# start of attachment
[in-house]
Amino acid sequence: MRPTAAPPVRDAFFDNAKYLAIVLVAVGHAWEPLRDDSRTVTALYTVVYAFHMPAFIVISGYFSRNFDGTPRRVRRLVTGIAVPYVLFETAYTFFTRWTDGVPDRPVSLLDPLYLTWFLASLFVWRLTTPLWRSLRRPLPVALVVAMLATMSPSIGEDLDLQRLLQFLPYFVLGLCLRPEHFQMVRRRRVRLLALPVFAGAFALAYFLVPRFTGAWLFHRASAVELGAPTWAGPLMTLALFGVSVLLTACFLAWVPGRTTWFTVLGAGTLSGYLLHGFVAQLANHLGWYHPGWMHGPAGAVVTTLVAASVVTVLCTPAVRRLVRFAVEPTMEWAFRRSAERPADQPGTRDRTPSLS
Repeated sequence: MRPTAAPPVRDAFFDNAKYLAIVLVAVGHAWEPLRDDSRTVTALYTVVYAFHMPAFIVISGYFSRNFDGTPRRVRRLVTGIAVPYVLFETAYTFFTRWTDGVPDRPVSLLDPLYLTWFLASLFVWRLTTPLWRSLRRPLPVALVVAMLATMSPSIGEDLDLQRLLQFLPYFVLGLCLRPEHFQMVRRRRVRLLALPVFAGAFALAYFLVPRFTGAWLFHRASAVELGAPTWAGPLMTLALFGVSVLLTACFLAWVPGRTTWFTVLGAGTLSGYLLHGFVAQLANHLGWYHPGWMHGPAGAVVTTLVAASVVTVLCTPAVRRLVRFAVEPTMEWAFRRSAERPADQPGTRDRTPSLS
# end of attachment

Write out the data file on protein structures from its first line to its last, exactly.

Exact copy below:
[in-house]
Amino acid sequence: MRPTAAPPVRDAFFDNAKYLAIVLVAVGHAWEPLRDDSRTVTALYTVVYAFHMPAFIVISGYFSRNFDGTPRRVRRLVTGIAVPYVLFETAYTFFTRWTDGVPDRPVSLLDPLYLTWFLASLFVWRLTTPLWRSLRRPLPVALVVAMLATMSPSIGEDLDLQRLLQFLPYFVLGLCLRPEHFQMVRRRRVRLLALPVFAGAFALAYFLVPRFTGAWLFHRASAVELGAPTWAGPLMTLALFGVSVLLTACFLAWVPGRTTWFTVLGAGTLSGYLLHGFVAQLANHLGWYHPGWMHGPAGAVVTTLVAASVVTVLCTPAVRRLVRFAVEPTMEWAFRRSAERPADQPGTRDRTPSLS
Repeated sequence: MRPTAAPPVRDAFFDNAKYLAIVLVAVGHAWEPLRDDSRTVTALYTVVYAFHMPAFIVISGYFSRNFDGTPRRVRRLVTGIAVPYVLFETAYTFFTRWTDGVPDRPVSLLDPLYLTWFLASLFVWRLTTPLWRSLRRPLPVALVVAMLATMSPSIGEDLDLQRLLQFLPYFVLGLCLRPEHFQMVRRRRVRLLALPVFAGAFALAYFLVPRFTGAWLFHRASAVELGAPTWAGPLMTLALFGVSVLLTACFLAWVPGRTTWFTVLGAGTLSGYLLHGFVAQLANHLGWYHPGWMHGPAGAVVTTLVAASVVTVLCTPAVRRLVRFAVEPTMEWAFRRSAERPADQPGTRDRTPSLS